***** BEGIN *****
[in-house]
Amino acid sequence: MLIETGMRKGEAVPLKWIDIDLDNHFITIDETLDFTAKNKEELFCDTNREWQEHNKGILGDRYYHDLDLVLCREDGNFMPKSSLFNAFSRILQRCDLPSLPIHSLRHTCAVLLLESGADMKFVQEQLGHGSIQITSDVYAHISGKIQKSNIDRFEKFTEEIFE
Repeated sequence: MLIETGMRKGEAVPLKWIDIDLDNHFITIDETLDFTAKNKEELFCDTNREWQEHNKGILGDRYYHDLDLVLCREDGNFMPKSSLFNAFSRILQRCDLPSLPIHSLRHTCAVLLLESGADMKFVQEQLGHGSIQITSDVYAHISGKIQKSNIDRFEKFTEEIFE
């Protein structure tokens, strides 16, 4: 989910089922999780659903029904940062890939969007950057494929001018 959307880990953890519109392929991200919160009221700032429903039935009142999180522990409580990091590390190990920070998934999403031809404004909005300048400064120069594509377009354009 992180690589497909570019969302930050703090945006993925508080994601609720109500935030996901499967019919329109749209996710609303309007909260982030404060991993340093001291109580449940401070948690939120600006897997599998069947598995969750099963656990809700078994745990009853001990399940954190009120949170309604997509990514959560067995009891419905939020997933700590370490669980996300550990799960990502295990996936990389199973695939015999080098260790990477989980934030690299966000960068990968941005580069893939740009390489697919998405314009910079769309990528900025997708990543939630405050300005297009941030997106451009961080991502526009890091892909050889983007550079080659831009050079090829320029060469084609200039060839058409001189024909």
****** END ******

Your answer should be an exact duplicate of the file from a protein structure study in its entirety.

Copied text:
[in-house]
Amino acid sequence: MLIETGMRKGEAVPLKWIDIDLDNHFITIDETLDFTAKNKEELFCDTNREWQEHNKGILGDRYYHDLDLVLCREDGNFMPKSSLFNAFSRILQRCDLPSLPIHSLRHTCAVLLLESGADMKFVQEQLGHGSIQITSDVYAHISGKIQKSNIDRFEKFTEEIFE
Repeated sequence: MLIETGMRKGEAVPLKWIDIDLDNHFITIDETLDFTAKNKEELFCDTNREWQEHNKGILGDRYYHDLDLVLCREDGNFMPKSSLFNAFSRILQRCDLPSLPIHSLRHTCAVLLLESGADMKFVQEQLGHGSIQITSDVYAHISGKIQKSNIDRFEKFTEEIFE
């Protein structure tokens, strides 16, 4: 989910089922999780659903029904940062890939969007950057494929001018 959307880990953890519109392929991200919160009221700032429903039935009142999180522990409580990091590390190990920070998934999403031809404004909005300048400064120069594509377009354009 992180690589497909570019969302930050703090945006993925508080994601609720109500935030996901499967019919329109749209996710609303309007909260982030404060991993340093001291109580449940401070948690939120600006897997599998069947598995969750099963656990809700078994745990009853001990399940954190009120949170309604997509990514959560067995009891419905939020997933700590370490669980996300550990799960990502295990996936990389199973695939015999080098260790990477989980934030690299966000960068990968941005580069893939740009390489697919998405314009910079769309990528900025997708990543939630405050300005297009941030997106451009961080991502526009890091892909050889983007550079080659831009050079090829320029060469084609200039060839058409001189024909």